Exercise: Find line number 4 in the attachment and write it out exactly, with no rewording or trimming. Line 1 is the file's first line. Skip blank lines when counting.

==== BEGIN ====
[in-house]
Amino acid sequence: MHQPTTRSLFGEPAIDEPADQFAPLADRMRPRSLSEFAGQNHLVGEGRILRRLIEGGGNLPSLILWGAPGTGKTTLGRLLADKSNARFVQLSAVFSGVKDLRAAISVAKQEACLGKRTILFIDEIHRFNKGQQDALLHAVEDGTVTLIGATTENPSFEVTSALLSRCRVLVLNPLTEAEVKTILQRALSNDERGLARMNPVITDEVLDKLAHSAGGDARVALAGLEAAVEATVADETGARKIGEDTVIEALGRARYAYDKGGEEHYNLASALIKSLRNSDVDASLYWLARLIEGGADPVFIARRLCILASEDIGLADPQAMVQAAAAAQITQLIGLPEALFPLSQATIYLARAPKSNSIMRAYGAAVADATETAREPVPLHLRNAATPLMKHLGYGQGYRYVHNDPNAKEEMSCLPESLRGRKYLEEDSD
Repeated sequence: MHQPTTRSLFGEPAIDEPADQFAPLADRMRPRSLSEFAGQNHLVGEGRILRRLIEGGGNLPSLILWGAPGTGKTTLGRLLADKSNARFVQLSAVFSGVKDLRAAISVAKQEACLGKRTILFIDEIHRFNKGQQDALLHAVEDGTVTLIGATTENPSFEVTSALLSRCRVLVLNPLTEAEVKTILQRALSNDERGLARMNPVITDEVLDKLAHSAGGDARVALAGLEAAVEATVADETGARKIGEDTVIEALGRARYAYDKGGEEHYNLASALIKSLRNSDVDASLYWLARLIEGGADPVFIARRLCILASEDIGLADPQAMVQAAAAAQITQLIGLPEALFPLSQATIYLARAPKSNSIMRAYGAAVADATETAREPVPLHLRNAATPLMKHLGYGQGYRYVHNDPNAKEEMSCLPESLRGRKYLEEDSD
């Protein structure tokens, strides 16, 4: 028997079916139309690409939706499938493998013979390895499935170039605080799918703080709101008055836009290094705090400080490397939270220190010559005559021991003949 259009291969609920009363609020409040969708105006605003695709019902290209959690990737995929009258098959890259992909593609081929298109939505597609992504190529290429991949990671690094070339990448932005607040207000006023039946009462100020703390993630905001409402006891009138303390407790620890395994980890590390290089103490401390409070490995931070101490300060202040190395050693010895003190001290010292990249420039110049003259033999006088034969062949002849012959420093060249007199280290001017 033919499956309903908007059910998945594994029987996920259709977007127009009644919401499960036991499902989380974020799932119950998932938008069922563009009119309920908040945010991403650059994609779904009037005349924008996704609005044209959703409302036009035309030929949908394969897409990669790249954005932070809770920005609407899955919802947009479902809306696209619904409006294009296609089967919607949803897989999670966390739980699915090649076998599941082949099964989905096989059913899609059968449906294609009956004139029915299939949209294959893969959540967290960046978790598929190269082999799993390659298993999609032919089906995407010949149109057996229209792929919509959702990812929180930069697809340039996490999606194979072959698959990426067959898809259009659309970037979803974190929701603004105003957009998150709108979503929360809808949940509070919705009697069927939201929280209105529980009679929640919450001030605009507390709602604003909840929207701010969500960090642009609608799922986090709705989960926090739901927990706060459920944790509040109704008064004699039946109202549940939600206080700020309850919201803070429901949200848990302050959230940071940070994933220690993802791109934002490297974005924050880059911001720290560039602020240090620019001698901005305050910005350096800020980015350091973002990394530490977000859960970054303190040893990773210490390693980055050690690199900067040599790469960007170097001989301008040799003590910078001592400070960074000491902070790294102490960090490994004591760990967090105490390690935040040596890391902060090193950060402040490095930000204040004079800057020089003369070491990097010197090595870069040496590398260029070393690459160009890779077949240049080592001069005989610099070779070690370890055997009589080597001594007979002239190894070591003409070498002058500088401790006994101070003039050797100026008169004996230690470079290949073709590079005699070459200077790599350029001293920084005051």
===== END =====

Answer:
């Protein structure tokens, strides 16, 4: 028997079916139309690409939706499938493998013979390895499935170039605080799918703080709101008055836009290094705090400080490397939270220190010559005559021991003949 259009291969609920009363609020409040969708105006605003695709019902290209959690990737995929009258098959890259992909593609081929298109939505597609992504190529290429991949990671690094070339990448932005607040207000006023039946009462100020703390993630905001409402006891009138303390407790620890395994980890590390290089103490401390409070490995931070101490300060202040190395050693010895003190001290010292990249420039110049003259033999006088034969062949002849012959420093060249007199280290001017 033919499956309903908007059910998945594994029987996920259709977007127009009644919401499960036991499902989380974020799932119950998932938008069922563009009119309920908040945010991403650059994609779904009037005349924008996704609005044209959703409302036009035309030929949908394969897409990669790249954005932070809770920005609407899955919802947009479902809306696209619904409006294009296609089967919607949803897989999670966390739980699915090649076998599941082949099964989905096989059913899609059968449906294609009956004139029915299939949209294959893969959540967290960046978790598929190269082999799993390659298993999609032919089906995407010949149109057996229209792929919509959702990812929180930069697809340039996490999606194979072959698959990426067959898809259009659309970037979803974190929701603004105003957009998150709108979503929360809808949940509070919705009697069927939201929280209105529980009679929640919450001030605009507390709602604003909840929207701010969500960090642009609608799922986090709705989960926090739901927990706060459920944790509040109704008064004699039946109202549940939600206080700020309850919201803070429901949200848990302050959230940071940070994933220690993802791109934002490297974005924050880059911001720290560039602020240090620019001698901005305050910005350096800020980015350091973002990394530490977000859960970054303190040893990773210490390693980055050690690199900067040599790469960007170097001989301008040799003590910078001592400070960074000491902070790294102490960090490994004591760990967090105490390690935040040596890391902060090193950060402040490095930000204040004079800057020089003369070491990097010197090595870069040496590398260029070393690459160009890779077949240049080592001069005989610099070779070690370890055997009589080597001594007979002239190894070591003409070498002058500088401790006994101070003039050797100026008169004996230690470079290949073709590079005699070459200077790599350029001293920084005051």